This seven piece band really....really....really sound like the mid 70's disco-funk thing......with stringed backdrops and tons of rich groovin jams and beats.  This album tis' the happenin' thing man!!!

Lead vocalist Barbara Joyce has an amazing range and sounds great behind this backdrop of disco balls and purple flood pants.     My favourite song is the totally funk-a-fried " Discotizer" with is huge disco panoramic  soundscape.

Musically they sound like "War" meets "Boney M"

Monday, June 9, 2014

Yes - Tales From Topographic Oceans (1973)

Yes - Tales From Topographic Oceans 

  When I was a young kiddy boo boo i fell under the spell of the music of YES.......the YES album.......Going For The One, Close To The Edge, Relayer, Drama.........and Tales From Topographic Oceans..........and my life was complete!!!!

  I used to listen to this album going to work in my Dodge Dart with my portable cassette machine strapped in the back cranking out these tunes!!!!

  Four epic long tracks with that creative progressive classic rock touch all the way through.....simply breathtaking music!

  Rick Wakeman, Chris White, Steve Howe, Chris Squire and the angelic voice of Jon Anderson!   By 1973 the progressive movement was well underway and this double album ushered in the two vinyl magnum opus thing !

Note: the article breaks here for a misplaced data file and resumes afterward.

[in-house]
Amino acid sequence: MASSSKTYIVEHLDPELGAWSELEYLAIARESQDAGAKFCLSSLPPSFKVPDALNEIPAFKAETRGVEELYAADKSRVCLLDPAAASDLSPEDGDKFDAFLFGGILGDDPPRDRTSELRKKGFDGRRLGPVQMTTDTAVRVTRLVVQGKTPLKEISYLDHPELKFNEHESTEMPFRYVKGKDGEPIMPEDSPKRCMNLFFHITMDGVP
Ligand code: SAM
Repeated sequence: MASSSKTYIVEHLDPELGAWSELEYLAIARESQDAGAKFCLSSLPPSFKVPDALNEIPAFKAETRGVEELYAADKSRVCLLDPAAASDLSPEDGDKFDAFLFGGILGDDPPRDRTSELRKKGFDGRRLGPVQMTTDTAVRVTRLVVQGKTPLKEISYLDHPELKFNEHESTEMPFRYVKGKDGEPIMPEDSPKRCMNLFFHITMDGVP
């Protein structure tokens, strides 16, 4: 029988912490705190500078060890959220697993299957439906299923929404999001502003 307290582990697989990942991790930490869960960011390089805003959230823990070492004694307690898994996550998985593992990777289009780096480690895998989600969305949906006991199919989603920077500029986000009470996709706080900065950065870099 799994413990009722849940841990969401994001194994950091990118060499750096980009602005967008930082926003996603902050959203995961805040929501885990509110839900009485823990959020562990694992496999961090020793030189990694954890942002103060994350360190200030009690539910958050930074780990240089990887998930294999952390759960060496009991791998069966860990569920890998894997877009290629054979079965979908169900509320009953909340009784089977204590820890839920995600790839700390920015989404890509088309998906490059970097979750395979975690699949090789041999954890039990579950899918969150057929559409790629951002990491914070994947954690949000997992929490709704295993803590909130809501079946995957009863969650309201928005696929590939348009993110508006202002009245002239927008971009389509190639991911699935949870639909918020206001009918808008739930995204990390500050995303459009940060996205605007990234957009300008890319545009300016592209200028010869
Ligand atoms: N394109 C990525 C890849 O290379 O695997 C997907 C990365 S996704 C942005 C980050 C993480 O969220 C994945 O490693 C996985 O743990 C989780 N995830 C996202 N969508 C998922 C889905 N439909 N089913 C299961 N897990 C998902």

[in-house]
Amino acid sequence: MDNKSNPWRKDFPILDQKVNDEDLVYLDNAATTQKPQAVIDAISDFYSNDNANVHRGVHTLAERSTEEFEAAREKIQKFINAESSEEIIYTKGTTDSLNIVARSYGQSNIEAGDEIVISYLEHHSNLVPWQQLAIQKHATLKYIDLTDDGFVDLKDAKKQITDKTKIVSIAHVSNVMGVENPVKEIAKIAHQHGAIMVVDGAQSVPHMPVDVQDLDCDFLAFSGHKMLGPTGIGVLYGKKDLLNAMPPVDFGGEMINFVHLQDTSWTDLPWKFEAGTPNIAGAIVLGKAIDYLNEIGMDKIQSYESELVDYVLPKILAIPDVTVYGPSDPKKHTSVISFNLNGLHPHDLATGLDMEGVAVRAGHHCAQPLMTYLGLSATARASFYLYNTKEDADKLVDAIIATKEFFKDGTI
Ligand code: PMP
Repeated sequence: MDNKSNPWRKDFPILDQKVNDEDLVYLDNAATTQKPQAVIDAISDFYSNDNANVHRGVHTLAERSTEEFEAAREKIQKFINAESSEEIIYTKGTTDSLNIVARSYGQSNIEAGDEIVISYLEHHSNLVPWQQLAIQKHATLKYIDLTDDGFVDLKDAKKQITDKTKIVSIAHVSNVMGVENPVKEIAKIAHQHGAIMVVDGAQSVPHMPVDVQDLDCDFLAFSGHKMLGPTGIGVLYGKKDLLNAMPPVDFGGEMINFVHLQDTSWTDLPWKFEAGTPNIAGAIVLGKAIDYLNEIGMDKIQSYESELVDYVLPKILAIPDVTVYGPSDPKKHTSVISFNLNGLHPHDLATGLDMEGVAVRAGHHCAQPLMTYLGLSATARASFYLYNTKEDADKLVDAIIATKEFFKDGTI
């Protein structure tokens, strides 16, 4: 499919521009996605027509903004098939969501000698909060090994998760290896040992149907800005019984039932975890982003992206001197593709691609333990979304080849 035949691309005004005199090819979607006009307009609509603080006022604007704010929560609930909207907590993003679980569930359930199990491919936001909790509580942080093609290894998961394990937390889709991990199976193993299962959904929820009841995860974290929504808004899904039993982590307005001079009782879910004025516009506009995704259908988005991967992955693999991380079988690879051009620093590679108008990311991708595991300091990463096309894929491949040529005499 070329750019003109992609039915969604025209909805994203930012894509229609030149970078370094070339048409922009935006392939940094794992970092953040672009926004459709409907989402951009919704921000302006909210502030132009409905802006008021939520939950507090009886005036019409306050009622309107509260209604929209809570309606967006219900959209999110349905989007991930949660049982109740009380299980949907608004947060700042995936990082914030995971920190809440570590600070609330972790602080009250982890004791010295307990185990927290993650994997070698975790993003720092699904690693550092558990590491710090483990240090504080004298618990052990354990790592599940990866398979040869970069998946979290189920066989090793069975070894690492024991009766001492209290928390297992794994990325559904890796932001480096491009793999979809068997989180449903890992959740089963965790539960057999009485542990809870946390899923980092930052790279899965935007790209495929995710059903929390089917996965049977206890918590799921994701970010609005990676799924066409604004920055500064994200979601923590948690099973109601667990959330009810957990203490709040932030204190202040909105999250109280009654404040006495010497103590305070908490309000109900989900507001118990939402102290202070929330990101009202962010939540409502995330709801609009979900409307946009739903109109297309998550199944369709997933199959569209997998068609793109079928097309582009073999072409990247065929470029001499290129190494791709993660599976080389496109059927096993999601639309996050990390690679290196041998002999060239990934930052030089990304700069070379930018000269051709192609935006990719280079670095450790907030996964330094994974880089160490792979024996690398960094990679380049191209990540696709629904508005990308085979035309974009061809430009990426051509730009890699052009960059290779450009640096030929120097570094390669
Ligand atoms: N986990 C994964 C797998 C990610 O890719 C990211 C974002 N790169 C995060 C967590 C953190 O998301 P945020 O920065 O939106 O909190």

Saturday, June 7, 2014

Buddy Miles - We Got To Live Together (1970)

Buddy Miles - We Got To Live Together 

  Released the same year as the classic vintage album "Them Changes" , " We Got To Live Together" was kind of a outshadowed beast.  However, behind this shroud is another fantastic album with some superb instrumentation and funk rock songs.  

This album features the standout drums and vocals by Buddy with a huge cast of top musicians and a big brass arsenal in support.    You can not listen to this album without stomping your toes and groovin to these guys.   

   A couple of moments to highlite ........."Easy Greasy" a five minute funked out psychfest with that early Chicago brass pumps and honks and the 12 minute title track "We Got To Live Together" with it's addictive hook and soul-funk grooves!

  My only complaint about this album is that it is super short clocking in around 30 mins.

During the recording of this album Buddy learned of the death of his bandmate Jimi Hendrix.